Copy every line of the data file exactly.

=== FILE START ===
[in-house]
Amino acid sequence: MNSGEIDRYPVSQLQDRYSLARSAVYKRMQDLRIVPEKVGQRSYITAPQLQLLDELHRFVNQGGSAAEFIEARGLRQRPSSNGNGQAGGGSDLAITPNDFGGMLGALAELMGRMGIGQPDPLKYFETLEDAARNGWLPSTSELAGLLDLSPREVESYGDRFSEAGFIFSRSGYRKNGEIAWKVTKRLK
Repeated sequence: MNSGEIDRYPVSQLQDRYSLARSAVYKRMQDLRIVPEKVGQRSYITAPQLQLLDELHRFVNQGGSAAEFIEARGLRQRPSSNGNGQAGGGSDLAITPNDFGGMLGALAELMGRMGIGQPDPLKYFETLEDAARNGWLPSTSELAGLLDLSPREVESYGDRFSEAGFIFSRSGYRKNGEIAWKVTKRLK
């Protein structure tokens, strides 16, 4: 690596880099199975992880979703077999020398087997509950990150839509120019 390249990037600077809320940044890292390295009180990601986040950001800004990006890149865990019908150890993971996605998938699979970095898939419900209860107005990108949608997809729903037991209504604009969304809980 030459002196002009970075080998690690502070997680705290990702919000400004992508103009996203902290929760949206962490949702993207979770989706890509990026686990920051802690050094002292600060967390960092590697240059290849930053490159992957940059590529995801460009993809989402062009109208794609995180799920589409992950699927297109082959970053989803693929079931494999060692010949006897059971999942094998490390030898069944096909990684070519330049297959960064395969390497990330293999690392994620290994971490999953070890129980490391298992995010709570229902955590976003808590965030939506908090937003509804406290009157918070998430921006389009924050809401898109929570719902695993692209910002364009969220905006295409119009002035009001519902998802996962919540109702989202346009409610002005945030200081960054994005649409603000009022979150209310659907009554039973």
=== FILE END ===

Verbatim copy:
[in-house]
Amino acid sequence: MNSGEIDRYPVSQLQDRYSLARSAVYKRMQDLRIVPEKVGQRSYITAPQLQLLDELHRFVNQGGSAAEFIEARGLRQRPSSNGNGQAGGGSDLAITPNDFGGMLGALAELMGRMGIGQPDPLKYFETLEDAARNGWLPSTSELAGLLDLSPREVESYGDRFSEAGFIFSRSGYRKNGEIAWKVTKRLK
Repeated sequence: MNSGEIDRYPVSQLQDRYSLARSAVYKRMQDLRIVPEKVGQRSYITAPQLQLLDELHRFVNQGGSAAEFIEARGLRQRPSSNGNGQAGGGSDLAITPNDFGGMLGALAELMGRMGIGQPDPLKYFETLEDAARNGWLPSTSELAGLLDLSPREVESYGDRFSEAGFIFSRSGYRKNGEIAWKVTKRLK
């Protein structure tokens, strides 16, 4: 690596880099199975992880979703077999020398087997509950990150839509120019 390249990037600077809320940044890292390295009180990601986040950001800004990006890149865990019908150890993971996605998938699979970095898939419900209860107005990108949608997809729903037991209504604009969304809980 030459002196002009970075080998690690502070997680705290990702919000400004992508103009996203902290929760949206962490949702993207979770989706890509990026686990920051802690050094002292600060967390960092590697240059290849930053490159992957940059590529995801460009993809989402062009109208794609995180799920589409992950699927297109082959970053989803693929079931494999060692010949006897059971999942094998490390030898069944096909990684070519330049297959960064395969390497990330293999690392994620290994971490999953070890129980490391298992995010709570229902955590976003808590965030939506908090937003509804406290009157918070998430921006389009924050809401898109929570719902695993692209910002364009969220905006295409119009002035009001519902998802996962919540109702989202346009409610002005945030200081960054994005649409603000009022979150209310659907009554039973």